Alberta also has the highest additional compulsory fees for Canadian graduate students ($1,170), about 16.9% higher than the national average. Canadian graduate students tend to pay lower compulsory fees than their undergraduate counterparts, except in Prince Edward Island and Newfoundland and Labrador, where both levels of study pay similar fees.
The tuition fee gap between international and Canadian students continues to widen
According to a recent Postsecondary Student Information System release, the number of international students is rising, especially for colleges. From 2015/2016 to 2019/2020, the number of international college students increased by 154.0%, whereas the number of international university students increased by 39.6% over the same period. Almost one-third of international students enrolled in business, management, and public administration during the academic year of 2019/2020.
Nationally, in 2022/2023, international undergraduate students will pay $36,123 on average, about an 8.0% increase from the previous period. Similar to Canadian students, international students will pay higher tuition fees for veterinary medicine ($68,256), dentistry ($59,515) and medicine ($58,790) programs.
During the same period, the average tuition fees for international graduate students will be $21,111, representing a 4.3% increase compared with the previous period. Tuition fees for executive MBA ($76,687) and regular MBA ($41,767) programs continue to be among the highest.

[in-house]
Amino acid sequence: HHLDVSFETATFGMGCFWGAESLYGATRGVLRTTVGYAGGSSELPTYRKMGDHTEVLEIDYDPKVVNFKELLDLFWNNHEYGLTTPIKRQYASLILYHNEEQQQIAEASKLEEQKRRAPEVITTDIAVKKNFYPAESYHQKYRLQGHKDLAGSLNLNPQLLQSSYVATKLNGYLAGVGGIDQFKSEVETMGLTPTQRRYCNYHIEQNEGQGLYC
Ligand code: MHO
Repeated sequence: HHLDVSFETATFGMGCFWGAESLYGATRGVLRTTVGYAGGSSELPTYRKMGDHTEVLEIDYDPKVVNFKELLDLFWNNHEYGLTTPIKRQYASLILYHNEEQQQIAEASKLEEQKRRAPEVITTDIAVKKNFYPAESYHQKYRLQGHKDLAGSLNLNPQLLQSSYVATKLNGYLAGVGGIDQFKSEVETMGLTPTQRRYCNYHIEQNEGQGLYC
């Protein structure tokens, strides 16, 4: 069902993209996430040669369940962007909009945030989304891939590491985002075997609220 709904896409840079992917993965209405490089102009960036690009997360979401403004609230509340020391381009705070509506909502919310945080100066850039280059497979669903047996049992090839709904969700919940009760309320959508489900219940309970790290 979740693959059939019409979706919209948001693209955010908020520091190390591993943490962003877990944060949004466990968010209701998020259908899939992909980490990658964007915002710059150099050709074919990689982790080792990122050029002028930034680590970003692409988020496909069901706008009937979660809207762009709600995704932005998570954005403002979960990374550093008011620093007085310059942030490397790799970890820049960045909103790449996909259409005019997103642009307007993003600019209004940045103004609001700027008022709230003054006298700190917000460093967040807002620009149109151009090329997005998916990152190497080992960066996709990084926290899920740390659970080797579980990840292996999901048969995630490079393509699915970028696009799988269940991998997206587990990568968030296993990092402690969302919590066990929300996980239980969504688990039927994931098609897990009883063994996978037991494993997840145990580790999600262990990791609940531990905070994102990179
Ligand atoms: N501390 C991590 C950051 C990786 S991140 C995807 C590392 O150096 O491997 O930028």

Average tuition fees for international graduate ($27,149) and undergraduate ($45,242) programs are the highest in Ontario. Conversely, Newfoundland and Labrador has the lowest average tuition fees for international undergraduate ($16,786) and graduate ($5,327) students.
Overall, international students pay higher tuition fees than Canadian students. However, the gap differs by level of study and tends to widen over time. The tuition fee gap between Canadian and international students is higher for undergraduate students than graduate students, and this gap has increased substantially over time. In 2006/2007, international graduate students paid 106.0% more than Canadian students, whereas undergraduate students paid 204.0% more. The gap has widened over the years. In 2022/2023, international undergraduate students will pay 429.0% more than Canadian students, while international graduate students will pay 184.0% more.
The rising number of international students, combined with the higher tuition fees they pay compared with Canadian students, has contributed to the increase in the share of tuition fee revenues of Canadian universities versus provincial funding. According to Financial Information of Universities, the proportion of tuition revenues increased from 21.5% to 28.8% between 2010/2011 and 2020/2021, while provincial funding declined from 41.5% to 32.5%. According to preliminary estimates from the same survey, tuition fees from international students accounted for 37% of the tuition fees received by Canadians universities in 2019/2020. This trend may be related to a shift towards greater reliance on tuition fees from international students.
Average undergraduate and graduate tuition fees for Canadian full-time students, by field of study, 2022/2023
Note to readers